The plans by the Government to quarantine travellers to Britain have had the unexpected political consequence of uniting almost everyone in opposition to them. In fact, a Conservative-supporting newspaper has described them as "pure folly... it is hard to think of a more ill-timed, ill-thought-out policy".
Professor Karol Sikora, dean of the University of Buckingham Medical School and a consultant oncologist of international reputation, is more measured in an interview in today's paper, but he is no more convinced of the policy's merits than its other numerous critics.
He believes that the policy is "too little, too late", as the restrictions take place from today. The professor says: "The whole quarantine thing is bizarre. It's a very strange rule. It's unenforceable. Nobody's going on holiday, but there will be a few people who will test out the system by going to Dublin to see if they can get by it."
Health Minister Robin Swann would only say on Friday that there "may" be fines if people do not comply. The PSNI said last night that it was still in discussions about how to process the new regulations.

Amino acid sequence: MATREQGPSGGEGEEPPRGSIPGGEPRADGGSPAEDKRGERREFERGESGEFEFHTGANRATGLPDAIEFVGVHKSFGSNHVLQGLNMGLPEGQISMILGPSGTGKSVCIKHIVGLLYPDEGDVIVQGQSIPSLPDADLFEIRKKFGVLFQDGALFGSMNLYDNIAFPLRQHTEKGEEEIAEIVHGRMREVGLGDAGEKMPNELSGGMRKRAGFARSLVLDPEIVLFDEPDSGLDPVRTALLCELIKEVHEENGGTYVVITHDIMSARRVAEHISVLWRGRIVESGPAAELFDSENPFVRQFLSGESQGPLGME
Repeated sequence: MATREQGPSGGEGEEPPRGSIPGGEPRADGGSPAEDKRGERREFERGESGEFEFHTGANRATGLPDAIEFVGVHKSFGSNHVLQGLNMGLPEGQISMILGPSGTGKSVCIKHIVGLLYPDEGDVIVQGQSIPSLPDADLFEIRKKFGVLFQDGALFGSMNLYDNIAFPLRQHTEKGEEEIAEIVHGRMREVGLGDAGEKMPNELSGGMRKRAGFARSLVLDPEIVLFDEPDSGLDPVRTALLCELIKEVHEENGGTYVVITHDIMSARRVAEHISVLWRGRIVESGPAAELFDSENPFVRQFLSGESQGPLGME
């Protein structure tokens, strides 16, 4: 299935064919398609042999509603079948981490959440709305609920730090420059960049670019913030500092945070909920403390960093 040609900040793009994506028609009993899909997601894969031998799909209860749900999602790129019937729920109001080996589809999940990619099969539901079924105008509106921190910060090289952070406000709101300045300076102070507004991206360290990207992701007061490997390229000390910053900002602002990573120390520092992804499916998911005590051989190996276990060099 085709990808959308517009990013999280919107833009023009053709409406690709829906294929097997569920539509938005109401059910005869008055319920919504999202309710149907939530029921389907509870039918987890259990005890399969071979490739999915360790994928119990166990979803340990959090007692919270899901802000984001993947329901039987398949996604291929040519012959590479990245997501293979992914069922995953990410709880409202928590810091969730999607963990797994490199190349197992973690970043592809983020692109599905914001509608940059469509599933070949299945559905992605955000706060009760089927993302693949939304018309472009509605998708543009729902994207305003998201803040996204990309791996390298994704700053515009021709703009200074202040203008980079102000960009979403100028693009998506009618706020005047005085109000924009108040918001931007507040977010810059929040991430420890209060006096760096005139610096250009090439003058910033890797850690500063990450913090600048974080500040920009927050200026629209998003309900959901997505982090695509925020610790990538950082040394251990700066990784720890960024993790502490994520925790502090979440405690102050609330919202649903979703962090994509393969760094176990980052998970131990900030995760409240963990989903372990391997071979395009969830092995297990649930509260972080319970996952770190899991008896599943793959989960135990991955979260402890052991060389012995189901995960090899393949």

Meanwhile, the airlines are in a classic holding pattern as they wait to see if British Airways follows up on its threat to take the Government to court. The decision to press ahead with a blanket quarantine, which is widely regarded as unworkable, is curiously at odds with its other policies, which seem determined to get the country back to normal as soon as possible, whatever that means anymore. Not for the first time the Government's theoretical policies have run aground against the hard rock of practicality, and it remains to be seen how the new restrictions will apply - or if Downing Street decides to abandon them. The optimum time to introduce quarantine was four months ago, when skiing parties were bringing the coronavirus back to Britain from Europe, so the current policy does seem "too little, too late".
More welcome, and workable, is the announcement that churches and other places of worship are to reopen for services in England from June 15, with regulation social distancing measures in place. In Northern Ireland the faithful will be hoping devoutly that a similar decision about our own places of worship is not far behind.
Such a decision will be widely welcomed by worshippers who miss the atmosphere of their church.